Joe Clark 
His recent statements, and Martin's contining attempt to distance himself from the Liberal party, reminded me of this post I wrote months back:

Clark defects to federal Liberals
OTTAWA (CP) - The former leader of the now defunct Progressive Conservative Party, MP Joe Clark joined the federal Liberals on Tuesday - a defection billed by Paul Martin as evidence of his party's progressive attitudes to broad party policies.

Martin confirmed he had spoken to Clark about his future and said the former Prime Minister indicated he now sees the future of his progressive ways as lying within the Liberal Party. "For me that's fundamental." said Martin.

Martin said it was important to welcome supporters of progressive thinking and move beyond past divisions.

About 10,000 party members later cheered when Martin said he welcomed its newest MP. "I need Albertans," he said during his speech, "and I need Joe Clark!"

For his part, the world renowned parliamentarian Clark stated "I am delighted to join this progressive party and build a broad, inclusive party for all Canadians. I wanted to be in a party that was progressive."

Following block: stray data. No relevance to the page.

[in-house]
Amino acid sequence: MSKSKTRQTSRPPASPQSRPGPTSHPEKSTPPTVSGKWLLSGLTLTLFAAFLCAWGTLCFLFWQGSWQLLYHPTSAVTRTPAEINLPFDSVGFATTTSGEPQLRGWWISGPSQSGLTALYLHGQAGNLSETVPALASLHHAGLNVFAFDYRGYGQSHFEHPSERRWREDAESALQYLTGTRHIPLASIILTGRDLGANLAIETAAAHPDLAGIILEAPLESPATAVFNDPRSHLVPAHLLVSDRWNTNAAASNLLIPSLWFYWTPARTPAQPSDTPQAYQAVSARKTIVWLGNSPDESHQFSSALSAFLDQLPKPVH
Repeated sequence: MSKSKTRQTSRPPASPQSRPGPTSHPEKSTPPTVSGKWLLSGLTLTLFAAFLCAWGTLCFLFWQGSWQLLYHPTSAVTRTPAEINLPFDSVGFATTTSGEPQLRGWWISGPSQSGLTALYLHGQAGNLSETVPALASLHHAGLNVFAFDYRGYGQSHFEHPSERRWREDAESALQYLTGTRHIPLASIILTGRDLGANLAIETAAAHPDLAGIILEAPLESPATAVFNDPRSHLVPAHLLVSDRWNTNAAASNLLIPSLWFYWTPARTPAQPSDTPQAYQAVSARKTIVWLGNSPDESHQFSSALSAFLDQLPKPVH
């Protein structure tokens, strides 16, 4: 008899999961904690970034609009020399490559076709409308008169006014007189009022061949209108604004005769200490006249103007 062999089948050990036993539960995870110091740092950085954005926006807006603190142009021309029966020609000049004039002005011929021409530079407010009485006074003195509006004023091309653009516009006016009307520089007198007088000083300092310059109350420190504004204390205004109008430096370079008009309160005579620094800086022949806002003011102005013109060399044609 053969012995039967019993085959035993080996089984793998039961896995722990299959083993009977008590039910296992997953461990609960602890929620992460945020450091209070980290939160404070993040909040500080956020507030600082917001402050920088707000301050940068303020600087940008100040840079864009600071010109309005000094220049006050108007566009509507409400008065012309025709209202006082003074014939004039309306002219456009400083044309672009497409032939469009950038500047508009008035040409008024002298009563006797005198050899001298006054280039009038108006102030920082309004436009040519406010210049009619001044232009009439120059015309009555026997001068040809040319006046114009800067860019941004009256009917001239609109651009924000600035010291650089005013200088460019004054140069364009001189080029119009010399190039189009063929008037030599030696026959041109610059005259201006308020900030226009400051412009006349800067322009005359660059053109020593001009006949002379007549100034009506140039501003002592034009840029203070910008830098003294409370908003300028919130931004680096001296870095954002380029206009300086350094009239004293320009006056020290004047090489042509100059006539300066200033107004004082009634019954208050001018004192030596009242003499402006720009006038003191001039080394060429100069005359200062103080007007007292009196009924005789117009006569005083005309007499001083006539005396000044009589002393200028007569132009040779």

The assembled party members were somewhat surprised when Martin informed them that the Liberal Party would be changing its name to the Progressive Liberal Party. "What my esteemed colleague has convinced me of, and let me be clear on this point, is that the Canadian people want a progressive party. Therefore, with Mr. Clark we are also getting a new name - The Progressive Liberal Party of Canada! A broad, inclusive party for all Canadians!"

With Clark crossing the floor, the standing in the 301-seat Commons is: Progressive Liberal 172, Conservative 75, Bloc 33, NDP 14, Independent 6. There is one vacancy.

Also, I concur with Alec when he says:

"Is his destiny to be the gadfly at the fringe, forever a critic? Surely he realizes that as an outsider his influence is limited. Clarke's principles have betrayed him in the past, most notably during his first brief stint as Prime Minister when principles caused his government to fall.

There are many in the new party that are not fans of Stephen Harper's past. However, everyone realizes that the only route back from the wilderness of opposition is to put those differences aside.

The convention is over Joe.

But then again, perhaps Joe's plan isn't to be an outsider - but to be a power player with Herron, and Brison in Martin's Progressive Liberal Party!

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